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Workforce Solutions Slammed

A few lawmakers and others on Friday leveled blistering criticism at the Department of Workforce Solutions, saying some unemployed New Mexicans are spending hours on the telephone waiting for help.

Secretary Celina Bussey told the Senate Public Affairs Committee that New Mexicans seeking assistance from the department could expect to wait anywhere from a few minutes to a few hours “depending on the complexity of the claim.”

But she said the system is working, with about 26,000 jobless people currently certifying for benefits and getting them.

The fact that “thousands and thousands and thousands of people every day access that system, complete their transactions and are paid timely” indicates that the processes work, she said.


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Sen. Jacob Candelaria, D-Albuquerque, read an email from a constituent who said he spent five hours on hold only to be told Workforce Solutions couldn’t confirm whether it had received documentation he had sent.

Candelaria said the unemployment insurance system should be fair and navigable, and that such waits are degrading and disrespectful.

“There are people who are waiting four or five hours just to get their foot in the door. … I’m of the viewpoint that when there’s a problem you fix it, you don’t explain it away,” he said.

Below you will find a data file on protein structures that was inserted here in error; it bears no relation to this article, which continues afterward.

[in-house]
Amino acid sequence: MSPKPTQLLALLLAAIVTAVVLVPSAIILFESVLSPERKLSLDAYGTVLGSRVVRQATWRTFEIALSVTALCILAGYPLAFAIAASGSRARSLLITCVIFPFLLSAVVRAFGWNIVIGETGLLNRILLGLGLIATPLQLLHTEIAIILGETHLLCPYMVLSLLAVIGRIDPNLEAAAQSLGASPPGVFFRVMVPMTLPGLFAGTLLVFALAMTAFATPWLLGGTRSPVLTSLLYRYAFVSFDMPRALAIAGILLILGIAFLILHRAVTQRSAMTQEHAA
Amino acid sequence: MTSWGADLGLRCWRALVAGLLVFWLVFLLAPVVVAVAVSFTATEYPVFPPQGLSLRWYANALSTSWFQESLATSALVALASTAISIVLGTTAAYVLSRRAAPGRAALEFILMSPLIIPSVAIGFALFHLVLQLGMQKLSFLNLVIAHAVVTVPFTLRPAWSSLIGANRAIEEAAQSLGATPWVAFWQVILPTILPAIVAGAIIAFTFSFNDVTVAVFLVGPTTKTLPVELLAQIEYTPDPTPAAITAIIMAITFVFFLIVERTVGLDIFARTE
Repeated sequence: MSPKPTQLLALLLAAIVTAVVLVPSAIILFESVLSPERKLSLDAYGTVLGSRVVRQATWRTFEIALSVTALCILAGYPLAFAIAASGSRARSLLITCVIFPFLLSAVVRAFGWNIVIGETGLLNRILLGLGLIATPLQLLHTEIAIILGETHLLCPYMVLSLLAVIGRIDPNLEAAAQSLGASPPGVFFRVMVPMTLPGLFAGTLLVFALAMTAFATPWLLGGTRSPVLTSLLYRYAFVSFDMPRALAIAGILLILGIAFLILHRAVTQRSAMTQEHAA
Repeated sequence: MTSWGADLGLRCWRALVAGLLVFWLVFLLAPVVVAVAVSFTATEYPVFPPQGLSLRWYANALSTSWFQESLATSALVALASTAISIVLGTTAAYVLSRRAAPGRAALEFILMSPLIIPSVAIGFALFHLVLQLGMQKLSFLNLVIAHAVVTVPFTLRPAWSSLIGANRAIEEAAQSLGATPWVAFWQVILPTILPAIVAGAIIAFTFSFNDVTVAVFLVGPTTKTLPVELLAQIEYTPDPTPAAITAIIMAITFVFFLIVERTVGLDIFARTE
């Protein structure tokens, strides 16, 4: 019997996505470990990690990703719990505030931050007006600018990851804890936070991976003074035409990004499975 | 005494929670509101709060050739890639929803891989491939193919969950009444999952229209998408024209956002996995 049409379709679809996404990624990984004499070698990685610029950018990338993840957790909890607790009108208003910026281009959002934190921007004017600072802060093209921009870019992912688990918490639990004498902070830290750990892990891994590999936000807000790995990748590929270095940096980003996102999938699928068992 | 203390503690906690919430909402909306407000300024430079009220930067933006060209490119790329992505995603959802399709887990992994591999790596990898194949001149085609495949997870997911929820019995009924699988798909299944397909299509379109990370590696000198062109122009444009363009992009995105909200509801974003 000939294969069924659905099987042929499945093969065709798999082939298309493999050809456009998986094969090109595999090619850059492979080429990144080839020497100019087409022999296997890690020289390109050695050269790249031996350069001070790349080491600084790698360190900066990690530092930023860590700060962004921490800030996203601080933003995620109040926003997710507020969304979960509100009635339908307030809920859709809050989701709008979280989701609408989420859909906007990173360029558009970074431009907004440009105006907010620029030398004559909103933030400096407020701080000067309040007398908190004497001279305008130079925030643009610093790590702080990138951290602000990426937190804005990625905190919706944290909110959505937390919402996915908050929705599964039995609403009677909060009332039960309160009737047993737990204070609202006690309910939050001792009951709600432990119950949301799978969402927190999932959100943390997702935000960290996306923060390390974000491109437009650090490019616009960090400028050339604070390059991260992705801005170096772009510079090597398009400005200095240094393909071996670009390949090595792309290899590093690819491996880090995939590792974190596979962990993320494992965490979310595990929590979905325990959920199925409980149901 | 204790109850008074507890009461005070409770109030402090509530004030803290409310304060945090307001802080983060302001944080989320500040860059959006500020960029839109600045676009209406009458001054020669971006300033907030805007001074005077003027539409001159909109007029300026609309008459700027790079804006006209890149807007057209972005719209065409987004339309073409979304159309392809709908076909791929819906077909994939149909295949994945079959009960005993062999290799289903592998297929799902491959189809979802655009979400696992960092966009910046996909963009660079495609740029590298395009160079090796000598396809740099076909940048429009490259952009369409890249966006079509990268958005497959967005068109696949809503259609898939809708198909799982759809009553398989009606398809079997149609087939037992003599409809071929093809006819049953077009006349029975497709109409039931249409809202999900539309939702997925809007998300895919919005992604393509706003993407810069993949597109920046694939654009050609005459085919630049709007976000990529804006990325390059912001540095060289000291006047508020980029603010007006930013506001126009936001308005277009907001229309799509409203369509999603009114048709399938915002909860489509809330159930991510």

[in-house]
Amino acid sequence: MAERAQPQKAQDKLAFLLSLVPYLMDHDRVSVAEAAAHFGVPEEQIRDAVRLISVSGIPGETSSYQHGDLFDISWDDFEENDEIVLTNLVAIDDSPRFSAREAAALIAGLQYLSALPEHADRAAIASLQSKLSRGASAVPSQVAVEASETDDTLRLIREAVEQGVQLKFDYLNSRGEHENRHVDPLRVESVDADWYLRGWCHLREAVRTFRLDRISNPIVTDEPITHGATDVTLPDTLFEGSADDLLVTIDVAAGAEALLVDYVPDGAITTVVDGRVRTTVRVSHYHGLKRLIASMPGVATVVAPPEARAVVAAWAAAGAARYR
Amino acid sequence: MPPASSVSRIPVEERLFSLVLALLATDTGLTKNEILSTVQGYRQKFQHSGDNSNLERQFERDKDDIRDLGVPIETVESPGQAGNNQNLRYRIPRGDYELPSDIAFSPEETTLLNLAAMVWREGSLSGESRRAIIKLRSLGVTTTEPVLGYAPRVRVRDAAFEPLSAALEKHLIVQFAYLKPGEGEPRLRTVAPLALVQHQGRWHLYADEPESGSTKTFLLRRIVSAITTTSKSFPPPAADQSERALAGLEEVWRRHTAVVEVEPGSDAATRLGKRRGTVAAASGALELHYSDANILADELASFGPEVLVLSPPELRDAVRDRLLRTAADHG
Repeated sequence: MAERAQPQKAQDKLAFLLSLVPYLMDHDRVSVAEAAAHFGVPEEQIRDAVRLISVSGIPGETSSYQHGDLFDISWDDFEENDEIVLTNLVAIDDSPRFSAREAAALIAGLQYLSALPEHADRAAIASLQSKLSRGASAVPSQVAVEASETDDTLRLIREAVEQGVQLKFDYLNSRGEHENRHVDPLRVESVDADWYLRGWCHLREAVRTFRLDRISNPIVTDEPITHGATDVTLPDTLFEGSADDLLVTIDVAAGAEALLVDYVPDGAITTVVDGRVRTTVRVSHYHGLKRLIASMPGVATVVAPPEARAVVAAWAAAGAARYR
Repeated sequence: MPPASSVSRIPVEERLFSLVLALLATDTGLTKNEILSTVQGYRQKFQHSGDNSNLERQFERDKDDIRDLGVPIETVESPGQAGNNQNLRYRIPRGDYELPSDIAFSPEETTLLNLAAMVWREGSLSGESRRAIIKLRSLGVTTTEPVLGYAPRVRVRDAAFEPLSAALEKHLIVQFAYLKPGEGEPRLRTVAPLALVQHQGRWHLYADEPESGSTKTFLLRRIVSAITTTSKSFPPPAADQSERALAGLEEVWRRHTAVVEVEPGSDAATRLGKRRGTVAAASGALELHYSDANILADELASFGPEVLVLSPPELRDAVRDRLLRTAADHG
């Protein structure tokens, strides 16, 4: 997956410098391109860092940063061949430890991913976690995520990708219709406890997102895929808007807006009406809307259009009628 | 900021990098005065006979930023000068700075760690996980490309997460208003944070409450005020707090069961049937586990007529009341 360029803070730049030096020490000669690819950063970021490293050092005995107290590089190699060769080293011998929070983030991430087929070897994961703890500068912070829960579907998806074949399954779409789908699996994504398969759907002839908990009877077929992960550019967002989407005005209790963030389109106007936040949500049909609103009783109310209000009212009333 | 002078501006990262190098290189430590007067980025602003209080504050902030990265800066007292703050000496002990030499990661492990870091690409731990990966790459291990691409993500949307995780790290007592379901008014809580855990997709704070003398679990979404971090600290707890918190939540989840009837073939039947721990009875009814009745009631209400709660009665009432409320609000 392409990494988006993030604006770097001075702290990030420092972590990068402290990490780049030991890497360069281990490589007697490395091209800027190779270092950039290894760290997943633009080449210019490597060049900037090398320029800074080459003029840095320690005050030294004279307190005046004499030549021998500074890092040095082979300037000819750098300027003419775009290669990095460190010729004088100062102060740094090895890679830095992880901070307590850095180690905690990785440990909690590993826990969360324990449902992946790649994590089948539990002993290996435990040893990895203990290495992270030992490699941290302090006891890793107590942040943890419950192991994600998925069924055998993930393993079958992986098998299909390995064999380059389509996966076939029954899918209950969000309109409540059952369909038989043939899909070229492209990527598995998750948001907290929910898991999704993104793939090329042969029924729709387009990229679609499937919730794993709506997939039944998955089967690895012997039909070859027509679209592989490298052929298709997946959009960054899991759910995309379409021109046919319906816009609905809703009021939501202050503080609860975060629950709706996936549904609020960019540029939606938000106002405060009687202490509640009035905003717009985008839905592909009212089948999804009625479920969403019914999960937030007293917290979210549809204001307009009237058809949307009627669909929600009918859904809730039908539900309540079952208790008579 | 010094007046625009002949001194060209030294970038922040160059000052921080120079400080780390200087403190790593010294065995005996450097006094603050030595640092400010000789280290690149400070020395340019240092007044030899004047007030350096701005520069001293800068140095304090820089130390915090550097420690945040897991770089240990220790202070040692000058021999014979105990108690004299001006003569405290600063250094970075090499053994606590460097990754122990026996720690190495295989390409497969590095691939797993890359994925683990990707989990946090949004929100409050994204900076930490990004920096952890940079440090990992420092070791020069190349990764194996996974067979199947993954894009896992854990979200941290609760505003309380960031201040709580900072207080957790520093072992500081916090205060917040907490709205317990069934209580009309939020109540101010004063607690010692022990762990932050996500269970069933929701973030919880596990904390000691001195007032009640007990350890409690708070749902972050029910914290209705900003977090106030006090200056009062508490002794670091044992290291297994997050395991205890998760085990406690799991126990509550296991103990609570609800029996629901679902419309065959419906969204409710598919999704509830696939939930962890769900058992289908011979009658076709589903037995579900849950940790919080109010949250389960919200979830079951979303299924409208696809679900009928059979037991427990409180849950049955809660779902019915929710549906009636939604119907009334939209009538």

The Public Affairs Committee meeting was held specifically to discuss Workforce Solutions; no legislation was under consideration.

Sen. Nancy Rodriguez, D-Santa Fe, who is not on the committee but attended the session, said the same concerns were expressed last year and the problems haven’t been cleared up.

She questioned whether Bussey is “truly connected to the reality of what clients and applicants are going through.”

Timothy Hasson, a lawyer with New Mexico Legal Aid, said it was “outrageous” that his poor clients are expected to sit on the phone for hours.

Workforce Solutions brought a new computer system online in January for use by both claimants and employers. At the same time, federal jobless benefits for the longtime unemployed were extended, requiring them to recertify by phoning the department. Coincidentally, Bussey said, a banking error delayed payments.

Over just a couple of days, the volume of calls blew up to 182,000.

Bussey said the call volume has decreased by the week — it was down to 24,750 on Monday, typically the busiest day of the week — and the new system “brings enormous benefits to all of our customers.”
— This article appeared on page A4 of the Albuquerque Journal